In September 1984, seven months after U.S. forces withdrew from Lebanon, Hezbollah supporters staged a second attack on the U.S. Embassy annex in Beirut. Twenty more people were killed.
In addition, elements of Hezbollah have been linked to involvement in the kidnapping, detention and torture of some 30 American and other Western hostages between 1982 and 1992. Among the hostages were U.S. Army Col. William Higgins and William Buckley, the CIA’s Beirut station chief.
During the Israeli occupation of southern Lebanon, Hezbollah fought the IDF and the Israel-backed South Lebanese Army. It refused to disarm itself, in violation of the 1990 accords that ended Lebanon’s civil war.
Hezbollah also has ignored U.N. Security Council resolutions ordering that it disarm, feeling it has political backing from Iran and Syria and popular support because of its successful guerrilla warfare against Israel.
“For us Lebanese, Hezbollah is a national resistance movement,” Lebanese President Emile Lahoud once said. “If it wasn’t for them, we couldn’t have liberated our land.”
Hezbollah has continued fighting Israel even after the Israeli withdrawal, inventing a claim to the Shebaa Farms area of the Golan Heights and demanding that Israel evacuate that area too. Israel has refused, claiming that the farms were territory captured from Syria in the 1967 Six-Day War, not Lebanese territory.
The United Nations backed the Israeli position and rejected Hezbollah’s claim, but the group has used the dispute as a pretext to launch Katyusha rockets into Israel and occasionally open fire on soldiers along the border.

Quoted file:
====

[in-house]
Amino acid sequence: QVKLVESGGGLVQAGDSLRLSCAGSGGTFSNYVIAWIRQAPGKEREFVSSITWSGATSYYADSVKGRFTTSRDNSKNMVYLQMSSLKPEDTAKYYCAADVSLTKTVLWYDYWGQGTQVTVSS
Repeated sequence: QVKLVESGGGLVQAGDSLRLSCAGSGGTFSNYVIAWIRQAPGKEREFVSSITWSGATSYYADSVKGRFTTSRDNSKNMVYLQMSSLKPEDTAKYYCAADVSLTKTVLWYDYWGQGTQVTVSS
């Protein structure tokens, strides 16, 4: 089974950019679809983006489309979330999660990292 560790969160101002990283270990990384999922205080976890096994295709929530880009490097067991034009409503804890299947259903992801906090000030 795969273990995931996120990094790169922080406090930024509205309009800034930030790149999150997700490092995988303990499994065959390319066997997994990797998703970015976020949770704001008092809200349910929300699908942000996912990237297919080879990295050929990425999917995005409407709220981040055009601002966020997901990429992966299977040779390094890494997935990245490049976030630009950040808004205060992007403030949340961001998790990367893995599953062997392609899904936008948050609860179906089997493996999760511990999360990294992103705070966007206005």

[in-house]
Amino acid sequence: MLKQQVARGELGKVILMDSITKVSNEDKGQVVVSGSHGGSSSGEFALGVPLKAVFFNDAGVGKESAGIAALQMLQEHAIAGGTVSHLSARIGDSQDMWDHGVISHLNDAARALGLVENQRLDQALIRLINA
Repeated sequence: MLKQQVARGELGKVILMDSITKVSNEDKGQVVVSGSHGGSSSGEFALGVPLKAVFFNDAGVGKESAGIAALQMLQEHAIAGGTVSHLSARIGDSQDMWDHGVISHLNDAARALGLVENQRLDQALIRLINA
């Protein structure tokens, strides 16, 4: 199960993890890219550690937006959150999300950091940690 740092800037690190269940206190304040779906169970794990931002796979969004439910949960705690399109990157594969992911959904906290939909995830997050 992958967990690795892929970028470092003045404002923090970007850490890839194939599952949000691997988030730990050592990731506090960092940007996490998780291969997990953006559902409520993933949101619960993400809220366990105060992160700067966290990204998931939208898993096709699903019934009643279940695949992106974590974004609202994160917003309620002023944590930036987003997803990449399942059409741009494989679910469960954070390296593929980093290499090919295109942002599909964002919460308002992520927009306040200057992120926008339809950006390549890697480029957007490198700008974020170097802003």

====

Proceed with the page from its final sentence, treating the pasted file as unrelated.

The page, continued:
Shortly after the withdrawal, Hezbollah killed three Israeli soldiers in a cross-border attack and brought their bodies back to Lebanon. The group later kidnapped Israeli businessman Elhanan Tannenbaum, a colonel in the Israeli army reserves, which led to an exchange of prisoners on Jan. 29, 2004.
Israel exchanged some 30 Lebanese and Arab prisoners, the remains of 60 Lebanese militants and civilians, 420 Palestinian prisoners and maps showing Israeli mines in southern Lebanon for Tannenbaum and the remains of the three IDF soldiers.
Among the released Lebanese prisoners were Shi’ite activist Mustafa Dirani and Sheik Abdul Karim Obeid, one of the leaders of Hezbollah.
Hezbollah promises to provide new information on the fate of IDF navigator Ron Arad, who was taken hostage after bailing out of his plane on a 1986 mission over Lebanon, have proved empty.
Palestinian terrorist groups have been known to draw inspiration from Hezbollah’s success fighting Israel, and Israel says Hezbollah increasingly is involved in training and arming Hamas. Israel also has blamed Hezbollah for attempts to draw Israeli Arabs into terrorist activities.
When Jordan arrested Hezbollah members trying to smuggle Katyusha rockets into the West Bank, Nasrallah said, “It is a duty to send arms to Palestinians from any possible place.”
The Archive of the Jewish Telegraphic Agency includes articles published from 1923 to 2008. Archive stories reflect the journalistic standards and practices of the time they were published.